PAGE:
It’s Child Protection Week in South Africa, and as a society we have not done our job in protecting our children. It is shocking to learn that in the Western Cape in 2017 alone, there were 66 child murders recorded. History tells us there will be another one tomorrow. And possibly another very soon after that. As parents, we can only hope such tragedies don’t find us.

It’s easy to look away from the horrific child murders around us right now. As a parent to a three-year-old daughter myself, I tried to look away from the gruesome details of the Courtney Pieters murder trial.

I couldn’t bear to imagine what her little body had gone through in her final moments, and how much pain she must have been in. It’s easier to look away and move on with life, hoping that justice is meted out to the man who did that to poor Courtney. Mortimer Saunders is his name. Don’t forget it. May his name forever remind us of the depths of depravity humans can sink to. It’s easy to look away from men like Mortimer Saunders. They’re monsters who live among us and yet it’s our society that has created Mortimer Saunders.

Three-year-old Courtney Pieters.

We look away from the horrors of child killings until we’re hit in the face with it again in the headlines: the death of another child. This time shot during a botched hijacking while seated in the back seat of her father’s car. Her name was Sadia Sukhraj. She was 9 years old. I wanted to look away again rather than picture the unbearable pain of losing a child. No parent should have to bury their offspring. It seems unnatural and soul-destroying. And yet we live in a time where this is a regular occurrence.

Nine-year-old Sadia Sukhraj was killed this week.

So, when is enough really enough? No, really, when? How many deaths will it take to stop this? Whose death?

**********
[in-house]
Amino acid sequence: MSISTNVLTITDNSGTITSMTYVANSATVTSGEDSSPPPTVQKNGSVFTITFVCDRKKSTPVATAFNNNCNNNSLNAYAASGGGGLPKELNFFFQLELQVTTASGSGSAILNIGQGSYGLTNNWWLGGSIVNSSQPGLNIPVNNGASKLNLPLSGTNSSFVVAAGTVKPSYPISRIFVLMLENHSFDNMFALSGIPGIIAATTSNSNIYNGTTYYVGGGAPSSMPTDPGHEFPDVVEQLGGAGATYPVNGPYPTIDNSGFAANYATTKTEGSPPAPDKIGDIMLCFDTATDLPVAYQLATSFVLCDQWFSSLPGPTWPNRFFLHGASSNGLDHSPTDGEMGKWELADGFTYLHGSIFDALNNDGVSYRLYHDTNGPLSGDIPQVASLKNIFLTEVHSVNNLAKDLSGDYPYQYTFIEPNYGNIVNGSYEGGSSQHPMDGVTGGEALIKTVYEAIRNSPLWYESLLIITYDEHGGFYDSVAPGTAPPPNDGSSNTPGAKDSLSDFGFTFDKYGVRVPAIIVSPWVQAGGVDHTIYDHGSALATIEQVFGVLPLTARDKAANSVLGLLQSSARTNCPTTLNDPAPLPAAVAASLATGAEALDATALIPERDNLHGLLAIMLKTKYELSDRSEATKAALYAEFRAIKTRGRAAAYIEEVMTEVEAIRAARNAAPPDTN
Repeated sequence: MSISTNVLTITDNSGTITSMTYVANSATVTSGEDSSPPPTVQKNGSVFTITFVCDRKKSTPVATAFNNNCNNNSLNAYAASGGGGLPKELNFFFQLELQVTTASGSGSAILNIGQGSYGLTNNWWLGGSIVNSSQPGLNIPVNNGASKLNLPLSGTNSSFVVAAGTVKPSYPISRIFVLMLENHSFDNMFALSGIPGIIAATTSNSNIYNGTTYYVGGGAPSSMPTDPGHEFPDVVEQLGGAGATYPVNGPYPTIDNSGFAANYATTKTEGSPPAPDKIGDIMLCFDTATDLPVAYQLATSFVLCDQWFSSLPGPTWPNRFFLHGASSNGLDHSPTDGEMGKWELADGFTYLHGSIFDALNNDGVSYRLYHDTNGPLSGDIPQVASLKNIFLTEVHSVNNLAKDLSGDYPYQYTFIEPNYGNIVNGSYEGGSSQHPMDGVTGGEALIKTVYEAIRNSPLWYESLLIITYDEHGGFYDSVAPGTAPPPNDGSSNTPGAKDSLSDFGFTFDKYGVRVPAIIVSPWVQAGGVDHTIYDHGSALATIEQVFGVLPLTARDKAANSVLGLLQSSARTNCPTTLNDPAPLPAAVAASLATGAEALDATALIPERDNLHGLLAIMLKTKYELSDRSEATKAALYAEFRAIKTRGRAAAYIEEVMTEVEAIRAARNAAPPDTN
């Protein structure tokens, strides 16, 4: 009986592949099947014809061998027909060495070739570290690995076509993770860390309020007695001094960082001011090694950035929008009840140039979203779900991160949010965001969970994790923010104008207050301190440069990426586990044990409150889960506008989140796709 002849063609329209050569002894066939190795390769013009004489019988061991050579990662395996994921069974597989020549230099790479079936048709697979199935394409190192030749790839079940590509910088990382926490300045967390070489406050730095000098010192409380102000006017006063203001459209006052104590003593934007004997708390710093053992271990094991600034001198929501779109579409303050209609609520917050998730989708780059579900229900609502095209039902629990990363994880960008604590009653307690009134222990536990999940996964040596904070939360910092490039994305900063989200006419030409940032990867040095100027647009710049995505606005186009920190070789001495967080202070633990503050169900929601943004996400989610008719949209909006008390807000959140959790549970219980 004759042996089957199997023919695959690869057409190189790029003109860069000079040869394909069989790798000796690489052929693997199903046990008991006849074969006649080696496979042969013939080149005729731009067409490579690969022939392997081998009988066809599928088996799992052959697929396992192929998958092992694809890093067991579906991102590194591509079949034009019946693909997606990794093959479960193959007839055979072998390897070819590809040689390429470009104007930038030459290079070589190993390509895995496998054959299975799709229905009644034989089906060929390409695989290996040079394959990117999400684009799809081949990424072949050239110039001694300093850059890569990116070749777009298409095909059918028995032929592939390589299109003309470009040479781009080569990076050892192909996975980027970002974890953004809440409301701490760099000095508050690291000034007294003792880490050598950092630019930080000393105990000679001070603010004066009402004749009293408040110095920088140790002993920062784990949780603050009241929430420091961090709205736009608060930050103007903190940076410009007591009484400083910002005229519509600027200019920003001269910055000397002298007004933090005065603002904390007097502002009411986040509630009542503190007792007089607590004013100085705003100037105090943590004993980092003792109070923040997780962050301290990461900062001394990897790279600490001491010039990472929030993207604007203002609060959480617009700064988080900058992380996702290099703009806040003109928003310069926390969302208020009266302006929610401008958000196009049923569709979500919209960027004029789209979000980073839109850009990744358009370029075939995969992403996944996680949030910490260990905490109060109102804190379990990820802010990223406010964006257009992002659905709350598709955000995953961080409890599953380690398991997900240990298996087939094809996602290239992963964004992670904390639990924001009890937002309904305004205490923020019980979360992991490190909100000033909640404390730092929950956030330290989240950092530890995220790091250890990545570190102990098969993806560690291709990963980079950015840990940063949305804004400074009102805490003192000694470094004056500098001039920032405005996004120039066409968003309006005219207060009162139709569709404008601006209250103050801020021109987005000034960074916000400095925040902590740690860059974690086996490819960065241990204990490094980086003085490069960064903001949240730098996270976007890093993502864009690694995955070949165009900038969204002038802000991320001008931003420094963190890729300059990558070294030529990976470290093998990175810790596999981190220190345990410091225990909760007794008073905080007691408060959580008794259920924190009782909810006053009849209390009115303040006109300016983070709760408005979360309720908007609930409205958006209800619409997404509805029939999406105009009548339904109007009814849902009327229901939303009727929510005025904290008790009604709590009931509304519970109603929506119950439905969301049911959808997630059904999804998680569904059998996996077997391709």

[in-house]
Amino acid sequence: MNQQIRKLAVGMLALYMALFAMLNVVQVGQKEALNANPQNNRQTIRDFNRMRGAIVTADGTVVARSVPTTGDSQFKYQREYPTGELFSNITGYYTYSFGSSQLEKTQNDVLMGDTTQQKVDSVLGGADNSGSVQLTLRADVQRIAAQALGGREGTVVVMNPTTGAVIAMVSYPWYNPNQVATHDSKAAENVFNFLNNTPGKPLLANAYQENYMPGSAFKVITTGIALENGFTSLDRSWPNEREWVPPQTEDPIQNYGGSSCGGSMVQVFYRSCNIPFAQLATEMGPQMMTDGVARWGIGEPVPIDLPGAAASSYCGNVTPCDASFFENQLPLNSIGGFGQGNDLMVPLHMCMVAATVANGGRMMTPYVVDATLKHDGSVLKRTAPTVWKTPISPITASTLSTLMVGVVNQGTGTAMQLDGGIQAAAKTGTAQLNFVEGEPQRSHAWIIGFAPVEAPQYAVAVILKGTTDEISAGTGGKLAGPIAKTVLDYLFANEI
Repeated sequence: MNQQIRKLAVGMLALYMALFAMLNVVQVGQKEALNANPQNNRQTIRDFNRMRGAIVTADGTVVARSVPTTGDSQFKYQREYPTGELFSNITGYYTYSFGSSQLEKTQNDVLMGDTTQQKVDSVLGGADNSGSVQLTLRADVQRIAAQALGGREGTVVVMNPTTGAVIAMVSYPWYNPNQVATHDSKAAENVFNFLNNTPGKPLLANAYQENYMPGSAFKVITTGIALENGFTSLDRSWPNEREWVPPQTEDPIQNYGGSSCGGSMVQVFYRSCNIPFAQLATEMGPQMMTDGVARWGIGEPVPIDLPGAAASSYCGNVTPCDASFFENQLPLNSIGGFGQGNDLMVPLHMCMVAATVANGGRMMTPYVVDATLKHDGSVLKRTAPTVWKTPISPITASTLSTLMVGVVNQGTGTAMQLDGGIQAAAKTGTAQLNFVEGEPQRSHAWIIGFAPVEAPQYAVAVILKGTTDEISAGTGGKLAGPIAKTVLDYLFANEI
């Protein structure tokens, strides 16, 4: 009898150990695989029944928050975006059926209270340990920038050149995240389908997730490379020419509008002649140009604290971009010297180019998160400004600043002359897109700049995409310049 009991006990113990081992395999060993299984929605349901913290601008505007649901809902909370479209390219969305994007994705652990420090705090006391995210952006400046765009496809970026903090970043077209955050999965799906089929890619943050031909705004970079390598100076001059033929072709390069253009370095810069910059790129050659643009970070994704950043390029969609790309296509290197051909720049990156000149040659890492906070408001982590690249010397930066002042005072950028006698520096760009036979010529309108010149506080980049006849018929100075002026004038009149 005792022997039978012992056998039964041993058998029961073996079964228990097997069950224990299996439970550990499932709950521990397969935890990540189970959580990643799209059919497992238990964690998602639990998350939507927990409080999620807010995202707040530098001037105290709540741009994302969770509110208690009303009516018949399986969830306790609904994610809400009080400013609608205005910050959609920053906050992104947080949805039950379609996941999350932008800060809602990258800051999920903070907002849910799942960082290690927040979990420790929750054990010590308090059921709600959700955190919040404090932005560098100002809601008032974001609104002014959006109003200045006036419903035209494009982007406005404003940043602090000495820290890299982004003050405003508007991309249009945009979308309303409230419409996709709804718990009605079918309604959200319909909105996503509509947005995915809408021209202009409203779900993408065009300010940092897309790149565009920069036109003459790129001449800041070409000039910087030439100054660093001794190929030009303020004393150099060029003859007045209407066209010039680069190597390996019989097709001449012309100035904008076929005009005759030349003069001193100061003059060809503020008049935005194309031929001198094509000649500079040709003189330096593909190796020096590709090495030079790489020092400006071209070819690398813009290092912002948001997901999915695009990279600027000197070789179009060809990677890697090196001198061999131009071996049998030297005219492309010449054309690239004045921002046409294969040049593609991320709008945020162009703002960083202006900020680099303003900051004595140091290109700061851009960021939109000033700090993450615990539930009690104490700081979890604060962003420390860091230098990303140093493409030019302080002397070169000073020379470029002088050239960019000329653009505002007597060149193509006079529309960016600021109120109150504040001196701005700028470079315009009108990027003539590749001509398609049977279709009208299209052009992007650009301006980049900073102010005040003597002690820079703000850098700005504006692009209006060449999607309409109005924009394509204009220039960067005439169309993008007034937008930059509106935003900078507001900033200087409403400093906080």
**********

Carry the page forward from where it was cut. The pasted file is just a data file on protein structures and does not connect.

We seem to have a high threshold for pain as a country. Maybe our violent past has rendered us numb to our present-day pain. Maybe we get away with it by burying our heads in the sand. By looking away.

Enough, it seems, is never really enough, and we continue to lose girls and boys – the innocent collateral damage in our war with each other.

Poverty and crime are familiar co-conspirators, and their debilitating effects on our communities is evident in the blood of children on our streets. Poverty forces families to live in squalor, in overcrowded, unhygienic makeshift homes – with little protection for children against strangers or criminals. This in a province where the governing party has turned on its own mayor, and the ensuing spat eats up valuable attention that should be paid to housing, unemployment and crime.

Greed and a life of crime made three young men hijack a Durban father taking his daughter to school. And as the community rose in anger at Sadia’s killing, they were cut down by rubber bullets and flying batons from police officers who otherwise seem incapable of any action. A crime-ridden community, in a city where the mayor is accused of money laundering, fraud and corruption. You connect the dots, and when you do, ask yourself again: When is enough really enough? When will we stop looking away?

Picture: Pixabay & Twitter

Article written by

Nidha Narrandes

Nidha Narrandes is a food-obsessed travel addict with 19 years of journalism experience. She is happiest on a road to nowhere without a plan. A masterchef at home, she can't do without chilli - because chilli makes the world a tastier place.